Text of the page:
Pedal power rules during Bike to Work Week

Hundreds, likely thousands, of Nebraskans are taking two-wheeled transportation to their places of employment today as part of Bike to Work Week. Triathlete Ken Sherman says riding a bicycle is envigorating and empowering.
“One of the reasons is that it’s just a healthy thing to do,” Sherman says. “The second thing is, you can save a lot of money just riding your bike back and forth to work rather than filling the car with gas, and that’s good since energy is a big thing these days.” While your gasoline bills go down, Sherman laughs when he says your grocery bills may rise as you’re burning so much more energy. Actually, he says, biking helps you to slim down and stay fit.
Sherman says he’s known many people who had issues with being overweight and he says once they took up an active routine, like biking, “the pounds just shed off and it becomes a way of life, rather than just an exercise.”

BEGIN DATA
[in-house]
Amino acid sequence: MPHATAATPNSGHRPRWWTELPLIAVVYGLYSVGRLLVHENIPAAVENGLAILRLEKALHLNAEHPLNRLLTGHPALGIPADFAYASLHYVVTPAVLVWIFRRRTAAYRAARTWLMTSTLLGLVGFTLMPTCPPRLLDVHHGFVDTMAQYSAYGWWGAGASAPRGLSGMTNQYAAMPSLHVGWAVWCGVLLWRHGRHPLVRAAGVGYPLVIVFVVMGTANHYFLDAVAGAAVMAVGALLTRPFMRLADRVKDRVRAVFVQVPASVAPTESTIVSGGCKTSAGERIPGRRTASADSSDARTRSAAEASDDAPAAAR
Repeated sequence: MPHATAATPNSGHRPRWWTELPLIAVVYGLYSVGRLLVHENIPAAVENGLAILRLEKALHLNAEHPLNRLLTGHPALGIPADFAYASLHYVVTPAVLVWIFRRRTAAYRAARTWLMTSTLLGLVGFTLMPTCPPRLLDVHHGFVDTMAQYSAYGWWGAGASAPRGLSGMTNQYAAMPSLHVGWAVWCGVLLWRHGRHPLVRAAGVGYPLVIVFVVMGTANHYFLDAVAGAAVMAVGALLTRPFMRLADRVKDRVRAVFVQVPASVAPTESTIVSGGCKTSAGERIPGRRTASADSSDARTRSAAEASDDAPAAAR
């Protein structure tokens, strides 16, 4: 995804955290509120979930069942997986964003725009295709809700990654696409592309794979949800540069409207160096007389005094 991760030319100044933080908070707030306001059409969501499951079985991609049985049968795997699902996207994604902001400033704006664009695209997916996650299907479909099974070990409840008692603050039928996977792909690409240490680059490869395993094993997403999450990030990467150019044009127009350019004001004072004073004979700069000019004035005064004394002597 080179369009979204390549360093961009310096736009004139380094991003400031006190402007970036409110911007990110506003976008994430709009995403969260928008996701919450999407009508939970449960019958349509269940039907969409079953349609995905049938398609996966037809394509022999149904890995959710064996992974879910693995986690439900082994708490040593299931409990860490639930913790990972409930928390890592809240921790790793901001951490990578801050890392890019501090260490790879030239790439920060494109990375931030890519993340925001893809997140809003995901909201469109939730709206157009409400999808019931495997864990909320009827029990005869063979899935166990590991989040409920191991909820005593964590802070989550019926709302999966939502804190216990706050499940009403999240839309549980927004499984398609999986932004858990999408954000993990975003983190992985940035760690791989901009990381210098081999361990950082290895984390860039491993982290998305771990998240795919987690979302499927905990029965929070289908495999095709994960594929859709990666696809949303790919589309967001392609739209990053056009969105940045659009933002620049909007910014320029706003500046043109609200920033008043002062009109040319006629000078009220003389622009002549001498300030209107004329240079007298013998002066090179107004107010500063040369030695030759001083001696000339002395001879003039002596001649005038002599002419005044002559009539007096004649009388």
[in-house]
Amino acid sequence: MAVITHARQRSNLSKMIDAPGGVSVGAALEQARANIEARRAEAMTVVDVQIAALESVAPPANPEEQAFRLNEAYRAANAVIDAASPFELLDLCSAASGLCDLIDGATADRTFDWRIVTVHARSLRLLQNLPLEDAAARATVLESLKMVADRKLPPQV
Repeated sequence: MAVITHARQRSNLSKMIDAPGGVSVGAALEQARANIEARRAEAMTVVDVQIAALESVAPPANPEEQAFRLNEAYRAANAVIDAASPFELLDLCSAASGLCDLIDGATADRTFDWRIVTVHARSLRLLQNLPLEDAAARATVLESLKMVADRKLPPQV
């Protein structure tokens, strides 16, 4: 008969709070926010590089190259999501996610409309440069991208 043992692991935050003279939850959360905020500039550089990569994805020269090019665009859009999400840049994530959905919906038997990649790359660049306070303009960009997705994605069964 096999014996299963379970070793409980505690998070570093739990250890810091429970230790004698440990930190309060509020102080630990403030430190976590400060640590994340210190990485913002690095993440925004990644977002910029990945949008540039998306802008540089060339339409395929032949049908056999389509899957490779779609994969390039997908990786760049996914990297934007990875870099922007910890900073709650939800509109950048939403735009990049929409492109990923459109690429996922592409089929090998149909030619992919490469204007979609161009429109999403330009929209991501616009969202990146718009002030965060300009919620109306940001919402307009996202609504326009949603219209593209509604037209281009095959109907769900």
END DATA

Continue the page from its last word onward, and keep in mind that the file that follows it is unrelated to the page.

While some Nebraska communities have bike lanes aside busy roadways, most don’t. Sherman says bicyclists need to scout out their routes. “Any road in the state is safe to drive on at certain times,” but he says other areas should be avoided, especially during peak traffic hours. He says you can avoid a lot of the traffic snarls by ducking into neighborhoods and staying off main thoroughfares.
Some Nebraskans will shy away from biking to work for fear they may have a close encounter with a car, which Sherman says is an understandable concern. He says most of the accidents between motor vehicles and bikes happen in urban areas, but “once we get out into the countryside and after-work evening rides, it’s very seldom you see cars out on the road.”
Many communities offer courses, often for free, to help bikers learn about their rights and safe biking techniques. For more information, visit the website ““.